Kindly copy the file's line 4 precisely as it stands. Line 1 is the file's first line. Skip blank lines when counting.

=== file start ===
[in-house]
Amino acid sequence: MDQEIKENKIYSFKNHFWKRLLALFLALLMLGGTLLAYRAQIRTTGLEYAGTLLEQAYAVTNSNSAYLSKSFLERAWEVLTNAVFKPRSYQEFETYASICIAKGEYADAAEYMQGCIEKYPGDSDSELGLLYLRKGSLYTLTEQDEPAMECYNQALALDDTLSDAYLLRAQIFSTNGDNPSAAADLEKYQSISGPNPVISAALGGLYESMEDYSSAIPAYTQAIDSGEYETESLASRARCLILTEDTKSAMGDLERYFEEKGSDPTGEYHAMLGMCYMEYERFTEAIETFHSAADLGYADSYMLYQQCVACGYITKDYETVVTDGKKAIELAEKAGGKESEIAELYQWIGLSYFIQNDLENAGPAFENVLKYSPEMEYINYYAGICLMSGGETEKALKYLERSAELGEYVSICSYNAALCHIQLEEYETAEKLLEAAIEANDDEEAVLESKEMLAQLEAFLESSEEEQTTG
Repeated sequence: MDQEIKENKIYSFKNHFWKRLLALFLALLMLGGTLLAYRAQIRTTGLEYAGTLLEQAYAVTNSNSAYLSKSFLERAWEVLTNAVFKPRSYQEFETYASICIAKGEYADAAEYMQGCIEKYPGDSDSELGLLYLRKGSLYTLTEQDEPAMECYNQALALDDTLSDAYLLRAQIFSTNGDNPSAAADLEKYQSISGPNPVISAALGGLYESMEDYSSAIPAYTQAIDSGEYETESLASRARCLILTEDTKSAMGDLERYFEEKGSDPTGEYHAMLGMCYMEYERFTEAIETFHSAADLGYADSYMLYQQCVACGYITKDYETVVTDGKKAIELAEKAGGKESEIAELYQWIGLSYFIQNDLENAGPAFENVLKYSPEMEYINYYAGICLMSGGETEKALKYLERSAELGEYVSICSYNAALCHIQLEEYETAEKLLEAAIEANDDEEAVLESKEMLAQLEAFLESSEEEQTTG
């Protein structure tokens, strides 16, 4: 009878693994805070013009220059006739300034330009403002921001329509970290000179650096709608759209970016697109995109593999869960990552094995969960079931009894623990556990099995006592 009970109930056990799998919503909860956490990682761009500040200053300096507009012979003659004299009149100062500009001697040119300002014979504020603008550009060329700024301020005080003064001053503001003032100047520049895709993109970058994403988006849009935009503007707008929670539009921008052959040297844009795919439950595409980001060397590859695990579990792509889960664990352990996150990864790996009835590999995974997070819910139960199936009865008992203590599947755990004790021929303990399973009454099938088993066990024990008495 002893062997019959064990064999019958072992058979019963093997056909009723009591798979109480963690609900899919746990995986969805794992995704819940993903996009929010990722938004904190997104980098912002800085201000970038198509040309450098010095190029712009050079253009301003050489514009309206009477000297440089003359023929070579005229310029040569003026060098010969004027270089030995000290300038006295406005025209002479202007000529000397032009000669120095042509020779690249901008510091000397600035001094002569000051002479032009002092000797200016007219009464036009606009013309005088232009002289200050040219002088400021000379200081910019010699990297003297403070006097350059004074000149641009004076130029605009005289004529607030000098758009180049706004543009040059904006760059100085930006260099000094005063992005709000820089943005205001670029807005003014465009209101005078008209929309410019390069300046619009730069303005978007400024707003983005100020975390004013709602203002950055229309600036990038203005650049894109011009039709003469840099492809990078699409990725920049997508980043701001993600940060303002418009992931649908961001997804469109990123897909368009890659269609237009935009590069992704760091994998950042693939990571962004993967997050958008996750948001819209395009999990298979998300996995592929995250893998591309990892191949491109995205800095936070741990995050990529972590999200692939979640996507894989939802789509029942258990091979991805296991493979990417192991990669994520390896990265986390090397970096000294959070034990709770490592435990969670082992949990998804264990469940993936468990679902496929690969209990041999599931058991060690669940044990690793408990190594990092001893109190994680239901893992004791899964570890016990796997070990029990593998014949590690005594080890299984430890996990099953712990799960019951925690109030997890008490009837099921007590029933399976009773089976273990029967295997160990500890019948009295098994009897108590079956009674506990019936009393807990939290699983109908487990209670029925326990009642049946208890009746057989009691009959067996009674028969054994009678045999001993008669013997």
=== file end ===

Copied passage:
């Protein structure tokens, strides 16, 4: 009878693994805070013009220059006739300034330009403002921001329509970290000179650096709608759209970016697109995109593999869960990552094995969960079931009894623990556990099995006592 009970109930056990799998919503909860956490990682761009500040200053300096507009012979003659004299009149100062500009001697040119300002014979504020603008550009060329700024301020005080003064001053503001003032100047520049895709993109970058994403988006849009935009503007707008929670539009921008052959040297844009795919439950595409980001060397590859695990579990792509889960664990352990996150990864790996009835590999995974997070819910139960199936009865008992203590599947755990004790021929303990399973009454099938088993066990024990008495 002893062997019959064990064999019958072992058979019963093997056909009723009591798979109480963690609900899919746990995986969805794992995704819940993903996009929010990722938004904190997104980098912002800085201000970038198509040309450098010095190029712009050079253009301003050489514009309206009477000297440089003359023929070579005229310029040569003026060098010969004027270089030995000290300038006295406005025209002479202007000529000397032009000669120095042509020779690249901008510091000397600035001094002569000051002479032009002092000797200016007219009464036009606009013309005088232009002289200050040219002088400021000379200081910019010699990297003297403070006097350059004074000149641009004076130029605009005289004529607030000098758009180049706004543009040059904006760059100085930006260099000094005063992005709000820089943005205001670029807005003014465009209101005078008209929309410019390069300046619009730069303005978007400024707003983005100020975390004013709602203002950055229309600036990038203005650049894109011009039709003469840099492809990078699409990725920049997508980043701001993600940060303002418009992931649908961001997804469109990123897909368009890659269609237009935009590069992704760091994998950042693939990571962004993967997050958008996750948001819209395009999990298979998300996995592929995250893998591309990892191949491109995205800095936070741990995050990529972590999200692939979640996507894989939802789509029942258990091979991805296991493979990417192991990669994520390896990265986390090397970096000294959070034990709770490592435990969670082992949990998804264990469940993936468990679902496929690969209990041999599931058991060690669940044990690793408990190594990092001893109190994680239901893992004791899964570890016990796997070990029990593998014949590690005594080890299984430890996990099953712990799960019951925690109030997890008490009837099921007590029933399976009773089976273990029967295997160990500890019948009295098994009897108590079956009674506990019936009393807990939290699983109908487990209670029925326990009642049946208890009746057989009691009959067996009674028969054994009678045999001993008669013997």